By Doug Ferguson
AP Golf Writer
PONTE VEDRA BEACH, Fla. — Masters champion Danny Willett has been away from golf for a month and has been working harder than ever.
Not with his golf clubs but with a pen.
The last box of some 200 yellow Masters flags arrived Tuesday for Willett to sign for players and charities, bringing the total to what manager Chubby Chandler estimated at just short of 1,000 since the 28-year-old from England slipped on a green jacket.
As for the golf? Not so much.
He played 18 holes with his friends at home on Saturday. He played nine holes Monday when he showed up at the TPC Sawgrass for The Players Championship.
“Only time I’ve been on the golf course in the last month,” said Willett, who lives in a house he converted from an old mill behind Lindrick Golf Club, best known as hosting the 1957 Ryder Cup that produced a rare — at the time, anyway — victory for Great Britain & Ireland.
“A little rusty,” Willett said. “Try and get some work done this week … and hopefully come Thursday, we’ll have shook off a little bit of that rust.”
This was a nice problem to have.
Even before he rallied from a five-shot deficit to beat Jordan Spieth on the back nine at Augusta National, Willett had planned a quiet month away from golf with his wife and newborn son to relax and do what he described as “normal things.”
He wasn’t planning on chaos back home in a country celebrating its first Masters champion in 20 years. There were media appearances with his green jacket, a trip to the European Cup semifinal between Liverpool and Villareal, and an appearance at the World Snooker Championship in his hometown of Sheffield, where Willett took a lap of honor around two snooker tables.
Asked what he had done differently because of winning his first major, Willett smiled and said, “Drunk more.”
That’s not entirely true.
Willett probably wouldn’t have spent the Tuesday night after the Masters watching a replay of his 5-under 67 that in time will get as much attention as the 41 that Spieth shot on the back nine. That began the process of realizing what he had done.
“It’s still not sunk in, to be honest,” Willett said. “I just kind of watched it … I don’t know if I felt like I had to. I just wanted to see it back over, I guess, and just see some of the things that we did. Four-and-a-half hours go pretty quick when you’re playing, and Sunday went exceptionally fast. So I think it was just to actually watch it back and slow it down, just take in what we achieved.”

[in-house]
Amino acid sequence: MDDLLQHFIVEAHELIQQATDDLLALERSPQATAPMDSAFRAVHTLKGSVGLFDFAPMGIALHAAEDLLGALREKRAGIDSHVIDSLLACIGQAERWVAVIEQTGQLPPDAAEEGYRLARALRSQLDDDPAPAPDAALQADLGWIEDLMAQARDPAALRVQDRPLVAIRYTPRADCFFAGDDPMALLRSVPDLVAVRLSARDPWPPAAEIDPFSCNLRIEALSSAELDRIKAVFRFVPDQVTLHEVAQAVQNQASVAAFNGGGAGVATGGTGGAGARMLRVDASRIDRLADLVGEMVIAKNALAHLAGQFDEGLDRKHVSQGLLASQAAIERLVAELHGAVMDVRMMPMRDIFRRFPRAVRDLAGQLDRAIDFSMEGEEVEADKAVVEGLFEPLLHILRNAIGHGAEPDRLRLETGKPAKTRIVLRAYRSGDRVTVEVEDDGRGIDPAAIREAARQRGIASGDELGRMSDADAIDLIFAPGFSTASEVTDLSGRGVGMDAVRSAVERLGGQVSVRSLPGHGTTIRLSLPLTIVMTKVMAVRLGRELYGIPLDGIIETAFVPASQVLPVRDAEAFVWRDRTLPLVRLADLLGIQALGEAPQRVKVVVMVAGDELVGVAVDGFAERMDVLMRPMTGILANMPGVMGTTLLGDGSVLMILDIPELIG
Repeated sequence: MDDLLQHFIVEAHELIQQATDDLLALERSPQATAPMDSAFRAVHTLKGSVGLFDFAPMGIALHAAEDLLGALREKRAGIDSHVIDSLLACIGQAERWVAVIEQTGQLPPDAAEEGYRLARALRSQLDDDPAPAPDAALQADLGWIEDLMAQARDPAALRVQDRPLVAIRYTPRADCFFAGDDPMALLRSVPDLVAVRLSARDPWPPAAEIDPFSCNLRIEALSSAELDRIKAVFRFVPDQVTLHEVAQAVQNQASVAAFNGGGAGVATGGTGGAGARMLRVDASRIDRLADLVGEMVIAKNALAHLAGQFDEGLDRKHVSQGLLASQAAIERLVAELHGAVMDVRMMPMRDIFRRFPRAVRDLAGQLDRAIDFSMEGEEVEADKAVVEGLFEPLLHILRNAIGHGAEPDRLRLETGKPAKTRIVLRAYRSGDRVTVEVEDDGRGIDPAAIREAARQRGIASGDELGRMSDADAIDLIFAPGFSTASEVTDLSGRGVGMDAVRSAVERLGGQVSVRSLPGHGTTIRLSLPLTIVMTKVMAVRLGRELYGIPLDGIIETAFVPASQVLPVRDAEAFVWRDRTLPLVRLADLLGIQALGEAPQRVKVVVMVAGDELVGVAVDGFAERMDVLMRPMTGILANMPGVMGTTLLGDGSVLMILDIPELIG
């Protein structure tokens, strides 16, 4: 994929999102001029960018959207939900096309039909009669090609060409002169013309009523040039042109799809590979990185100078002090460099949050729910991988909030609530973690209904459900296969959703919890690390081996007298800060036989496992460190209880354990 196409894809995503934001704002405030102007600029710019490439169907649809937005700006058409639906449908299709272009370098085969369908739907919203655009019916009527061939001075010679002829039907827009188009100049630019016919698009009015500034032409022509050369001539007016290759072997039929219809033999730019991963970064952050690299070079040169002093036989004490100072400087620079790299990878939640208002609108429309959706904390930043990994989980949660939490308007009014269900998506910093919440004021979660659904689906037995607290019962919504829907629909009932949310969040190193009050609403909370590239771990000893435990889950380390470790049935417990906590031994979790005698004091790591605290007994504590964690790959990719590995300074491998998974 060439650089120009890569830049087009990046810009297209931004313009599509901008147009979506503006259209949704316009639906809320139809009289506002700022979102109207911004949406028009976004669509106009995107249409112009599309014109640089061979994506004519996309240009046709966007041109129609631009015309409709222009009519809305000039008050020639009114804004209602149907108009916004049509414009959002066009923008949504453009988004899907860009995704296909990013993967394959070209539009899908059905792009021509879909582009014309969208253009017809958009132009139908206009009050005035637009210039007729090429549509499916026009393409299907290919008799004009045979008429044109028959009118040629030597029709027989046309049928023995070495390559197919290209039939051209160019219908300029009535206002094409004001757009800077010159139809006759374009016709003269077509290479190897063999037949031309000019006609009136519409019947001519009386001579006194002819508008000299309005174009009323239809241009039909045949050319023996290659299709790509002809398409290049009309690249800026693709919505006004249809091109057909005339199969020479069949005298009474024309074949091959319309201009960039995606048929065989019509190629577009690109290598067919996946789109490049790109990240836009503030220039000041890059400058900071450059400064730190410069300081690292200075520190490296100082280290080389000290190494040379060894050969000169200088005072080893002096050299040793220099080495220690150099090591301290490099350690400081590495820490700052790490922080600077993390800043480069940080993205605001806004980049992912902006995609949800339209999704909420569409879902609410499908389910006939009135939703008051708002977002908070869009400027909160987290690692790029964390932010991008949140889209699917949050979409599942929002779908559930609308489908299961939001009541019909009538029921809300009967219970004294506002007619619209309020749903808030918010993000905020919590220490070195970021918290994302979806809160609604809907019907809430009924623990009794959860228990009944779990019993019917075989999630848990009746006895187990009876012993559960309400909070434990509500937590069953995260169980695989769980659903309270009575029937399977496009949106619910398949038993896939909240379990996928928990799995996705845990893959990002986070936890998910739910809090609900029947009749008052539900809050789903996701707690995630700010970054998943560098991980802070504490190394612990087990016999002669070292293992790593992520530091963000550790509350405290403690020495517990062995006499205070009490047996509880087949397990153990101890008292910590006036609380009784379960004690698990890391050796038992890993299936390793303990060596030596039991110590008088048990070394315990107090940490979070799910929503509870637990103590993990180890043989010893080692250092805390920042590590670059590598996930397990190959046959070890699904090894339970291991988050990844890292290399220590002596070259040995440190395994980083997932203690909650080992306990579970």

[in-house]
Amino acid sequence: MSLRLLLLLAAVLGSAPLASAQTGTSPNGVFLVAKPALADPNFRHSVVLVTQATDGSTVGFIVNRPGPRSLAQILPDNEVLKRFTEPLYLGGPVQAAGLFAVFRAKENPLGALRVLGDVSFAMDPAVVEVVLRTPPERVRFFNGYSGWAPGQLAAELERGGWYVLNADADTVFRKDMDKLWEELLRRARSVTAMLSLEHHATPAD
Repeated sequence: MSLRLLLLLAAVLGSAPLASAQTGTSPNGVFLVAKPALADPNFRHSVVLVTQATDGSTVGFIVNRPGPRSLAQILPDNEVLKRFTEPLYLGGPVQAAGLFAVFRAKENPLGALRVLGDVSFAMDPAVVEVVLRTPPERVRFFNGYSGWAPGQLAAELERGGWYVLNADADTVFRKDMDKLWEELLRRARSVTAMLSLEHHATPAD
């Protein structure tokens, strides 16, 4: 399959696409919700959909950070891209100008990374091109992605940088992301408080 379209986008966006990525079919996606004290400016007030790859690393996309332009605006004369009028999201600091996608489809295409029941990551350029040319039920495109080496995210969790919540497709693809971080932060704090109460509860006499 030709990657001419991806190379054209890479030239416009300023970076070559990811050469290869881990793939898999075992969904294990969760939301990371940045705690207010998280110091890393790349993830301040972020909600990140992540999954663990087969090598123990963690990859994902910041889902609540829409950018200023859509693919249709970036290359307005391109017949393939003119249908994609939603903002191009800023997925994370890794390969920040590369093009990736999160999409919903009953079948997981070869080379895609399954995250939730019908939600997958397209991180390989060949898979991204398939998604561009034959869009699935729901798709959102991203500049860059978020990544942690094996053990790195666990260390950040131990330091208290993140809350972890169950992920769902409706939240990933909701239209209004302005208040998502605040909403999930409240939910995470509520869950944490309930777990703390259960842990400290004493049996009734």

Willett plans to bring his green jacket with him wherever he plays, and with it comes expectations he hasn’t felt since he was the world’s No. 1 amateur in 2008. The next few years will decide whether he’s more of a curiosity than a celebrity.
Slowed by nagging back problems, the Masters was only his fifth victory worldwide. Then again, he was hardly a surprise. Willett was No. 12 in the world when he won the Masters, after winning in Dubai earlier in the year and in Switzerland last year.
“I thought at the beginning of the year he would win one of the next six majors,” Chandler said. “And I think he’ll win another in the next four. He has a proper short game. He has the head, the heart and the (guts). That’s a good combination.”
It’s time to get back to work. A lot of work.
Willett only has a two-week break scheduled twice through October, and he could play as many as 15 times over the next 23 weeks.
That doesn’t include the FedEx Cup playoffs, even though he is eligible by taking PGA Tour membership. There were other commitments he made in Europe, and Willett won’t cancel those. Not this year. He would play the FedEx Cup finale at the Tour Championship only if he can stay in the top 30 without competing in the opening three playoff events. That’s a tall order because Willett has only four events left — The Players and three majors — to earn points and he currently is at No. 34.
He leaves Florida for Ireland and then England. He has a three-week stretch of the U.S. Open, Germany and the French Open. Then he has three big events in five weeks — the British Open, PGA Championship and the Olympics.
It starts at Sawgrass with a lot of rust and plenty of expectations — at least more than he had before he owned a green jacket.
“I’m not really too fussed about what everybody else thinks,” Willett said. “I’m trying to do my bit. And what I’ve done over the last 18 months, two years, it’s proved to myself that I can do some pretty special things.”
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